Rusty the Tin Tent
These places have been popping up on farmers’ fields like mushrooms, and while they often come with perks such as TV and wi-fi, in winter it’s warmth that’s the essential luxury.
Rusty the Tin Tent is a fully insulated converted shipping container on Cornwall’s Lizard Peninsula, just a few minutes’ drive from two beaches. It’s set in an Area of Outstanding Natural Beauty, in a seven-acre field which at this time of year you’ll have all to yourself.
There’s a double bed on a raised platform and two singles below, all with heavy duvets. Keep warm with a wood-burning range on which you can cook. There’s a walk-in hot shower and a flush loo, while decoration is industrial meets vintage: chipboard walls, furniture made from pipes and plenty of sheep, reindeer and cow skins. By night, wrap up and toast marshmallows over the outdoor fire-pit. From £285.60 for three nights (01326 555 555; classicglamping.co.uk).
In Cairngorms National Park, the small Lazy Duck campsite has two cosy wooden cabins, each with a double bed, wood-burner, a gas cooker and solar power.
Bathroom facilities are fairly rustic: fill a canvas bag with hot water and haul it into the trees for a bracing outdoor shower; there’s an outdoor composting toilet and a potty for night-time. There is, however a wood-fired hot tub and a sauna. By day, watch waterfowl and red squirrels, while after dark you have the chance of spotting the Northern Lights. From £190 for two nights (01479 821 092; lazyduck.co.uk).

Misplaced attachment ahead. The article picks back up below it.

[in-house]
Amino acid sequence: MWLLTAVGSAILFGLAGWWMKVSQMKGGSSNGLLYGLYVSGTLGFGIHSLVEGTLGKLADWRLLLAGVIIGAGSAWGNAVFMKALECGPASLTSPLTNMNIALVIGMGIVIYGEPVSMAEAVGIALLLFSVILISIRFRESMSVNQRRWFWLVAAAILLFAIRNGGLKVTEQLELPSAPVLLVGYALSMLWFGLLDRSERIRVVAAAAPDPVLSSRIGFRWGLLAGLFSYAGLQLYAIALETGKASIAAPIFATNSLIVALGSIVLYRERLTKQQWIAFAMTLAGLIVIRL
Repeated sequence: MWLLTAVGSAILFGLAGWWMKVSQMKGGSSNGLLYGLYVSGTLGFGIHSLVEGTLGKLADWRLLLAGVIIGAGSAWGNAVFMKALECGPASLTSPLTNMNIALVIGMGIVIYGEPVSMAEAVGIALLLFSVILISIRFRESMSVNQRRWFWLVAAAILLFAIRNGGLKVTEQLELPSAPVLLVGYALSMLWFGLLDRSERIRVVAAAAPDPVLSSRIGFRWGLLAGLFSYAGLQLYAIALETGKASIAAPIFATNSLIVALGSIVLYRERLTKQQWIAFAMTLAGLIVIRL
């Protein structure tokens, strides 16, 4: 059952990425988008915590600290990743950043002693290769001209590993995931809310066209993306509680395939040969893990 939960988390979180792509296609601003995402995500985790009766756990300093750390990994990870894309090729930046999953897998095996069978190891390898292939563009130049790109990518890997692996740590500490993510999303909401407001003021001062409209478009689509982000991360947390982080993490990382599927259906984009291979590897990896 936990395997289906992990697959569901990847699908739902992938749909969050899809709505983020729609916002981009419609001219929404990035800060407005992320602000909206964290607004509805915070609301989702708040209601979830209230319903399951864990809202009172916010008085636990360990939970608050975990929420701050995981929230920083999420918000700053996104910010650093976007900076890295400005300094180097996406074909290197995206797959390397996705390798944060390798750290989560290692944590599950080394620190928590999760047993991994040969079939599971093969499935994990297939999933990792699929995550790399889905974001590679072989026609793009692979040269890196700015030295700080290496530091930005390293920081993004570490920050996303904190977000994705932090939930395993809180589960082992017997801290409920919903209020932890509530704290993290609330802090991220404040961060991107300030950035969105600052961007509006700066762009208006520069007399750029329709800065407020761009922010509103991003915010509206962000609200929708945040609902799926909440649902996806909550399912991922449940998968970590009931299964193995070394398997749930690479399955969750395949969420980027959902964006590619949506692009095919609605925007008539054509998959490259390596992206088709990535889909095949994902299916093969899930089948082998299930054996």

At the end of a mile-long lane, with no streetlights or neighbours in view, the House Box, in Wales near the Shropshire border, is perfect for star-gazing.
A converted vintage horse-box, it’s all warm wood inside and out, and insulated well enough to endure harsh winters. Once its artistic owner’s home, it’s beautifully handcrafted from reclaimed materials and manages to squeeze in a kitchen and wet-room. There’s just one double bed – above the truck’s cab – with a wood-burner by your feet – and there’s a long-drop loo outside. From £170 for two nights (0117 204 7830; canopyandstars.co.uk).
The adults-only Crafty Camping site, in Dorset woodland, is just the ticket for those in search of peace and quiet – or those who simply want to let loose without the children. There are seven options to choose from, including yurts, bell tents, a tipi and a shepherd’s hut.
All accommodation comes complete with a wood-burning stove and king-size beds with electric blankets. Most have private flushing toilets and warm showers hidden among the trees. There’s even a sauna yurt.
Wrap up warm to cook and eat in the open-sided communal kitchen tent, with its wood-fired pizza oven, explore the Jurassic coast or simply cosy up inside. Yurts cost from £252 for two nights (01460 221 102; mallinson.co.uk).
If your budget is tight but you have some building skills, you could camp for free in the scenic Llyn Peninsula in Wales. Here, Felin Uchaf is a centre for green building techniques, storytelling and music. There are three Celtic-style thatched roundhouses, two with radiators and one with a clay wood-burning oven-cum-stove.
You pay for your meals and accommodation by doing manual work (which should keep you warm too). Take your four-seasons sleeping bag and bed down with new friends, who come from far and wide to practise building with straw bales and cob. Hearty vegetarian meals are served in the 19th-century farmhouse, where there’s a hot bath and electricity. Volunteers need to apply online (01758 780 280; felinuchaf.org).